“We need, right now, from our President, and the Congress, a fiscal investment, trillions of dollars,” Brown said. 

The money would partially go directly to struggling Americans, the other portion would be invested in jobs and infrastructure, filling the giant economic hole left by the fact that consumers aren’t spending money, and in many cases, now aren’t even able to.

Michaelson followed up, asking Brown what he makes of Governor Newsom’s comments regarding President Trump, saying that everything he has requested for California has been provided by Trump and the federal government.

“Yes, [Trump] gave some money, and he’s given hundreds of billions to California, hallelujah, that’s good, but that doesn’t get the job done,” Brown said, adding that the President needs to take more direct action, not decentralizing the response through states and localities, but by ramping up tests and putting out money at the federal level.

Sticking to the subject of Newsom, Brown told Michaelson he thinks his successor has risen to the challenge of the crisis, and has done a "good" job, even if he wonders whether America is doing good under the circumstances.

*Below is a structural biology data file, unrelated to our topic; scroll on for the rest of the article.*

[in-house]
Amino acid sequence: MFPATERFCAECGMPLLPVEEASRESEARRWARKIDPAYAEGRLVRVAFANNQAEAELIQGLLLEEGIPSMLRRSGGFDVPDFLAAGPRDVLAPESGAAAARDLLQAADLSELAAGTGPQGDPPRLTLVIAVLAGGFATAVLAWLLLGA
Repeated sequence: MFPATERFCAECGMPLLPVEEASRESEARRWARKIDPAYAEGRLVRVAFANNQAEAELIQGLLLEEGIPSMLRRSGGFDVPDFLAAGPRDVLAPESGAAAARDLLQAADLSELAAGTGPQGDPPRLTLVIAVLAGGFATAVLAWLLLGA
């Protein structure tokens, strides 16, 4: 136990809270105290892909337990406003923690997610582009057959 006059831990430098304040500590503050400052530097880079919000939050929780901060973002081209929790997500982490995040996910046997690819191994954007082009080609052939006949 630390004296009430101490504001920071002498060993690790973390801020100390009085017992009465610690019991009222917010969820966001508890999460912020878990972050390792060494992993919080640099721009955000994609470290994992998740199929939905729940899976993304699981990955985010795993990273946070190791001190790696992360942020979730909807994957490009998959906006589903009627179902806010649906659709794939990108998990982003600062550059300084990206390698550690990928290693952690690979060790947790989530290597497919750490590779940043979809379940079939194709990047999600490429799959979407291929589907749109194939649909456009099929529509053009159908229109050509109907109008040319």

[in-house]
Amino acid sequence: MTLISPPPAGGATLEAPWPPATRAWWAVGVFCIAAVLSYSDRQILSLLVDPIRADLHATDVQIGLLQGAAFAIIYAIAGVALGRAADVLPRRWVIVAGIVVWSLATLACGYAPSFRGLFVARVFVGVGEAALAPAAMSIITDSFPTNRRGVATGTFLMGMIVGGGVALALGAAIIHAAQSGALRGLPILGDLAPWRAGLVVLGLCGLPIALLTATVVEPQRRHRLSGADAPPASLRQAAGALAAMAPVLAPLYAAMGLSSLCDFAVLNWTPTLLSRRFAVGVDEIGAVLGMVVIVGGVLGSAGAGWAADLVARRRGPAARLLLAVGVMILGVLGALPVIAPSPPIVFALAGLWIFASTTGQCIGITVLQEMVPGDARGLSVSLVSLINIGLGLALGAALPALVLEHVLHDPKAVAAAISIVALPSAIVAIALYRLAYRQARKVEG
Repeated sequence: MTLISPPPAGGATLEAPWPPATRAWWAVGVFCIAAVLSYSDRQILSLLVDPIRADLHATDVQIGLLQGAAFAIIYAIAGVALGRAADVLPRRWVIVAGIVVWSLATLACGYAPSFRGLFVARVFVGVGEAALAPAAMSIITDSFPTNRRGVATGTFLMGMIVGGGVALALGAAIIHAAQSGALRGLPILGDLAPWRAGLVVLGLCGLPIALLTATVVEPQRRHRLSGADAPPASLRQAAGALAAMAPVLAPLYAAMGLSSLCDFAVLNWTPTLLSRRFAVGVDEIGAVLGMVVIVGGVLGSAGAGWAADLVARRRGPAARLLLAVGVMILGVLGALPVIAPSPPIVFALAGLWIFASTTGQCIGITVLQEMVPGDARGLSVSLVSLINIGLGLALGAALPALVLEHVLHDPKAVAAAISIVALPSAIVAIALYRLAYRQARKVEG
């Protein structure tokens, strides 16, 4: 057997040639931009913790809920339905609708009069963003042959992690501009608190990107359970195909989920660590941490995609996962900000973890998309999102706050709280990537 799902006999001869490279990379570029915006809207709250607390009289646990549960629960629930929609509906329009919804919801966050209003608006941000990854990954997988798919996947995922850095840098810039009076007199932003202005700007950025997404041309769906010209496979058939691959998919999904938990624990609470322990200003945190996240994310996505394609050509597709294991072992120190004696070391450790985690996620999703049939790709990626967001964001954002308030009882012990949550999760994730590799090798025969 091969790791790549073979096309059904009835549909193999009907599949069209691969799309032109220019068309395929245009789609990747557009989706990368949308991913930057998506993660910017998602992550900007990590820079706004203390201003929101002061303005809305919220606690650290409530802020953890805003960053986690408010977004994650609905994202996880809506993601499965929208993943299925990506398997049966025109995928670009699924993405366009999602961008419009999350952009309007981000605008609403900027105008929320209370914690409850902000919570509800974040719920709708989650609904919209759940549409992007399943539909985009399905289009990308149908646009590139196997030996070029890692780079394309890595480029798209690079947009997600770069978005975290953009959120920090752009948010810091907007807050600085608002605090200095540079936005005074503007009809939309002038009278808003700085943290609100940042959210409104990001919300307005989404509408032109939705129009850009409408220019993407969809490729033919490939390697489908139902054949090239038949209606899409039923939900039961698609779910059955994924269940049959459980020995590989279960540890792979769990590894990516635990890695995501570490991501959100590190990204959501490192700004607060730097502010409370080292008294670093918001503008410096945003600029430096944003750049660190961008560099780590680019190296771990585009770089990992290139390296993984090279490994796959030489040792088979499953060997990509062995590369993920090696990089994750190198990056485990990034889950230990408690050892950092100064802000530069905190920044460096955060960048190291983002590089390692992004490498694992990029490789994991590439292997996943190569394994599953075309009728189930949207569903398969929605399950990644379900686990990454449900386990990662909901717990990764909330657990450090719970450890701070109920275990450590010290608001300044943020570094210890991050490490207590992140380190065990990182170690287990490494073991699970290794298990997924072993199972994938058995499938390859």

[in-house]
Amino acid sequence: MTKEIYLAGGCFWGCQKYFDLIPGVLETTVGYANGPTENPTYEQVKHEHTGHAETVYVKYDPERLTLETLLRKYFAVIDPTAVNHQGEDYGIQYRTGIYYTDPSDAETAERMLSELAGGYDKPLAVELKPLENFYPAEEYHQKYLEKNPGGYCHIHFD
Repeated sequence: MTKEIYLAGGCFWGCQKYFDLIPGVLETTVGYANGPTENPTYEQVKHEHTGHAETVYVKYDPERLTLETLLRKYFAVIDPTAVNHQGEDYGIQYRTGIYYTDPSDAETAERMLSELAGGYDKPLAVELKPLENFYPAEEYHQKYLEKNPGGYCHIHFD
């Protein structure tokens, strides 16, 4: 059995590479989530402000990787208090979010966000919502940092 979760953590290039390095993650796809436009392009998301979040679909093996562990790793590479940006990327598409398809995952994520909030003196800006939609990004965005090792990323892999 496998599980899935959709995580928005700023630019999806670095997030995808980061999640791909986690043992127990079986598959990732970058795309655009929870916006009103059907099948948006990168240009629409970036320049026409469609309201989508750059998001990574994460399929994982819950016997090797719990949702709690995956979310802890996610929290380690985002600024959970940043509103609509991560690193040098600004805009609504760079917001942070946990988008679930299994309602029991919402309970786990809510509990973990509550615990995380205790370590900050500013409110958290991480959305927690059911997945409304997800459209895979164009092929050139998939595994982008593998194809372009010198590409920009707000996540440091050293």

"He's got a lot going for him," Brown said of his former Lt. Governor. "He's bright, he's got experience, he was mayor of a big, complicated city, he's got a lot of good people around him, and he's got all this advice in the world. The big challenge is the cards he's been dealt are very difficult cards to play, even if you're Superman."

The next big challenge for Newsom will be balancing the budget, a budget which just last year had a $6B surplus and now, as already mentioned, sees a potential $54B deficit. So, in Brown’s opinion, what should be done to bring a back a balanced budget?

“First of all, you use that nice rainy day fund we built up,” said the former Governor. “Secondly, you don’t cut high-speed rail, you don’t cut investments in roads, in bridges, in hospitals, in schools, you keep the investment going, that’s why the Depression went on so darn long, they didn’t put enough money out to solve the problem… you’ve got to borrow, and you’ve got to invest, and that’s going to take the federal government helping us.”

From talk of coronavirus and state finances, the conversation shifted to Brown’s life. That, as the new biography “Man of Tomorrow: The Relentless Life of Jerry Brown” by Jim Newton of the LA Times, hit stores this week.

But first, why a biography, and not an autobiography?

Brown said that while he’s done some writing over the years, political figures are not as heroic or gripping as one might hope.